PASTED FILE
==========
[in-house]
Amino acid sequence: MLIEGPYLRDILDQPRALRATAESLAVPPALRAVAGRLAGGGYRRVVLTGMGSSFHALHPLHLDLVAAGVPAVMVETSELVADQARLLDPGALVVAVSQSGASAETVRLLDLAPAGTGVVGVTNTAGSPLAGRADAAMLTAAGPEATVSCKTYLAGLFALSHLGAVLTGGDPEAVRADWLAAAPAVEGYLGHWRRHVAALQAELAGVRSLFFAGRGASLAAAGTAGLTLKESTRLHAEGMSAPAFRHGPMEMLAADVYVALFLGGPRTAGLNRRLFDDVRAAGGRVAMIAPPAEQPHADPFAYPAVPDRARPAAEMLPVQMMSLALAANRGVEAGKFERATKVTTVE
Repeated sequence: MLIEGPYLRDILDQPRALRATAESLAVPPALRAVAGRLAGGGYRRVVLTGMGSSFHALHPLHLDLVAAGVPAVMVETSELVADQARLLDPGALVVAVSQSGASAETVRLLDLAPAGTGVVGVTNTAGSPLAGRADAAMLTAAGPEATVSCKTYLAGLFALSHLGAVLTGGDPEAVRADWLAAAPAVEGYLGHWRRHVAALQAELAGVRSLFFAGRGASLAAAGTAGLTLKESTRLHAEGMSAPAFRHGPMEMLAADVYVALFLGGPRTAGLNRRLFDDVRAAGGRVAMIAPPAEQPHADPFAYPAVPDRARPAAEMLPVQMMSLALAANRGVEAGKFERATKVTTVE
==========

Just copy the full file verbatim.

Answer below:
[in-house]
Amino acid sequence: MLIEGPYLRDILDQPRALRATAESLAVPPALRAVAGRLAGGGYRRVVLTGMGSSFHALHPLHLDLVAAGVPAVMVETSELVADQARLLDPGALVVAVSQSGASAETVRLLDLAPAGTGVVGVTNTAGSPLAGRADAAMLTAAGPEATVSCKTYLAGLFALSHLGAVLTGGDPEAVRADWLAAAPAVEGYLGHWRRHVAALQAELAGVRSLFFAGRGASLAAAGTAGLTLKESTRLHAEGMSAPAFRHGPMEMLAADVYVALFLGGPRTAGLNRRLFDDVRAAGGRVAMIAPPAEQPHADPFAYPAVPDRARPAAEMLPVQMMSLALAANRGVEAGKFERATKVTTVE
Repeated sequence: MLIEGPYLRDILDQPRALRATAESLAVPPALRAVAGRLAGGGYRRVVLTGMGSSFHALHPLHLDLVAAGVPAVMVETSELVADQARLLDPGALVVAVSQSGASAETVRLLDLAPAGTGVVGVTNTAGSPLAGRADAAMLTAAGPEATVSCKTYLAGLFALSHLGAVLTGGDPEAVRADWLAAAPAVEGYLGHWRRHVAALQAELAGVRSLFFAGRGASLAAAGTAGLTLKESTRLHAEGMSAPAFRHGPMEMLAADVYVALFLGGPRTAGLNRRLFDDVRAAGGRVAMIAPPAEQPHADPFAYPAVPDRARPAAEMLPVQMMSLALAANRGVEAGKFERATKVTTVE